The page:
After being lost for 77 years, an Australian freighter sunk by a Japanese submarine during World War II has been located by maritime archaeologists.
Iron Crown, a 100-metre-long ore freighter, was sunk by Japanese submarine I-27 on June 4, 1942, while traveling through Bass Strait with a cargo of manganese ore. The heavily loaded freighter was hit by a torpedo from the submarine and sank within 60 seconds along with 38 of the ship’s 43 Australian Merchant Navy crewmembers.
The ship was located using multibeam sonar equipment and a special drop camera on the CSIRO research vessel Investigator.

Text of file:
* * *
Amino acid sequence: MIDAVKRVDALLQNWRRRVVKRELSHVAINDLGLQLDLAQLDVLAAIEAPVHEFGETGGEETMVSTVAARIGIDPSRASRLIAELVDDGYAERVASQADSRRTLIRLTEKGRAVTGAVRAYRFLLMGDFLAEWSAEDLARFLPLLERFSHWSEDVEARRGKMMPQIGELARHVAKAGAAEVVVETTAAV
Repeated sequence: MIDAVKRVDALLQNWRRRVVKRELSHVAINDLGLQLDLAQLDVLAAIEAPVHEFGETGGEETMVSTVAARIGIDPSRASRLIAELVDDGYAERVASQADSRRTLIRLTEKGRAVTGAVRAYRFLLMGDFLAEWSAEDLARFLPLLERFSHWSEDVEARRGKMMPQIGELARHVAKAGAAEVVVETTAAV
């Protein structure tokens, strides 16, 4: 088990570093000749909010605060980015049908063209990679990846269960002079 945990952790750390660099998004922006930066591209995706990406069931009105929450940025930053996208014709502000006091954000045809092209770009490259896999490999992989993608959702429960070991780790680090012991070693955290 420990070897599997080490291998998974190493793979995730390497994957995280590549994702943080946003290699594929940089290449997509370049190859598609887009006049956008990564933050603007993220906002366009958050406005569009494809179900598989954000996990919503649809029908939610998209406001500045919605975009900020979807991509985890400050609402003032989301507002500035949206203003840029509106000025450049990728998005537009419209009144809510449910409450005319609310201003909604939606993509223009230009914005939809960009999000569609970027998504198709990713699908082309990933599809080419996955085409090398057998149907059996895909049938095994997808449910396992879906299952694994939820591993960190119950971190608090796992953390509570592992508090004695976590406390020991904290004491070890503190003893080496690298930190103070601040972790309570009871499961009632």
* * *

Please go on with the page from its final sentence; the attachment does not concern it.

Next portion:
The drop camera will allow the expedition team to create a composite image of the wreck site and the ship itself to assist in follow-up surveys for conservation and management, according to voyage chief scientist Emily Jateff.
The wreck was located about 100 kilometres off the Victorian coastline south of the border with New South Wales.
Iron Crown was discovered “relatively intact” and sitting upright on the seafloor at a depth of about 700 metres, Jateff adds.
Imagery from the camera survey clearly shows the intact bow of the ship, with railings, anchor chains, and both anchors still in position, as well as other structures on the deck.
Identifying the location of the wreck has also involved many hours of prior survey work from volunteers of Maritime Archaeology Association of Victoria.
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